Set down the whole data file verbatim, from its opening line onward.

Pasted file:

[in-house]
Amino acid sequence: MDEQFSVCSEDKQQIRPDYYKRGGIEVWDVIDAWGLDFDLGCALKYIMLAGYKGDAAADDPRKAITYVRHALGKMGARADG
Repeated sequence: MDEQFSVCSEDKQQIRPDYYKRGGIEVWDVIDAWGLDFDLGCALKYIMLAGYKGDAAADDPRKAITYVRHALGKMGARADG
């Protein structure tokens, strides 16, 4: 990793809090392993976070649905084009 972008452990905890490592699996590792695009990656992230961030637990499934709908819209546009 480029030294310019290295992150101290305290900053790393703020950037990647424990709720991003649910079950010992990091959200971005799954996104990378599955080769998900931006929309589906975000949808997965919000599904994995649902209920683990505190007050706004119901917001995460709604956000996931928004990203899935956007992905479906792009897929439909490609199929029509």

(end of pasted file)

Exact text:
[in-house]
Amino acid sequence: MDEQFSVCSEDKQQIRPDYYKRGGIEVWDVIDAWGLDFDLGCALKYIMLAGYKGDAAADDPRKAITYVRHALGKMGARADG
Repeated sequence: MDEQFSVCSEDKQQIRPDYYKRGGIEVWDVIDAWGLDFDLGCALKYIMLAGYKGDAAADDPRKAITYVRHALGKMGARADG
């Protein structure tokens, strides 16, 4: 990793809090392993976070649905084009 972008452990905890490592699996590792695009990656992230961030637990499934709908819209546009 480029030294310019290295992150101290305290900053790393703020950037990647424990709720991003649910079950010992990091959200971005799954996104990378599955080769998900931006929309589906975000949808997965919000599904994995649902209920683990505190007050706004119901917001995460709604956000996931928004990203899935956007992905479906792009897929439909490609199929029509």